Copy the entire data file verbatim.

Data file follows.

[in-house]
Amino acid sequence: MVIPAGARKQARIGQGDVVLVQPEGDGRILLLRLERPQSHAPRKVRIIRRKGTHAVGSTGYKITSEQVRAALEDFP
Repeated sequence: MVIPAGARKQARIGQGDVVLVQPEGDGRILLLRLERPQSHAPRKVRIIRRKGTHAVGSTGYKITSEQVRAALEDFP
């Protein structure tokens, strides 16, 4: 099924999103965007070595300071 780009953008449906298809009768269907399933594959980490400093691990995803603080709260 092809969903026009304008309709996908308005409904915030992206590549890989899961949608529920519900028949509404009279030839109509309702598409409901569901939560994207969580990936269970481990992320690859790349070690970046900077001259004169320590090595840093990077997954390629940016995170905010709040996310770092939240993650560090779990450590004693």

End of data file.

[in-house]
Amino acid sequence: MVIPAGARKQARIGQGDVVLVQPEGDGRILLLRLERPQSHAPRKVRIIRRKGTHAVGSTGYKITSEQVRAALEDFP
Repeated sequence: MVIPAGARKQARIGQGDVVLVQPEGDGRILLLRLERPQSHAPRKVRIIRRKGTHAVGSTGYKITSEQVRAALEDFP
């Protein structure tokens, strides 16, 4: 099924999103965007070595300071 780009953008449906298809009768269907399933594959980490400093691990995803603080709260 092809969903026009304008309709996908308005409904915030992206590549890989899961949608529920519900028949509404009279030839109509309702598409409901569901939560994207969580990936269970481990992320690859790349070690970046900077001259004169320590090595840093990077997954390629940016995170905010709040996310770092939240993650560090779990450590004693």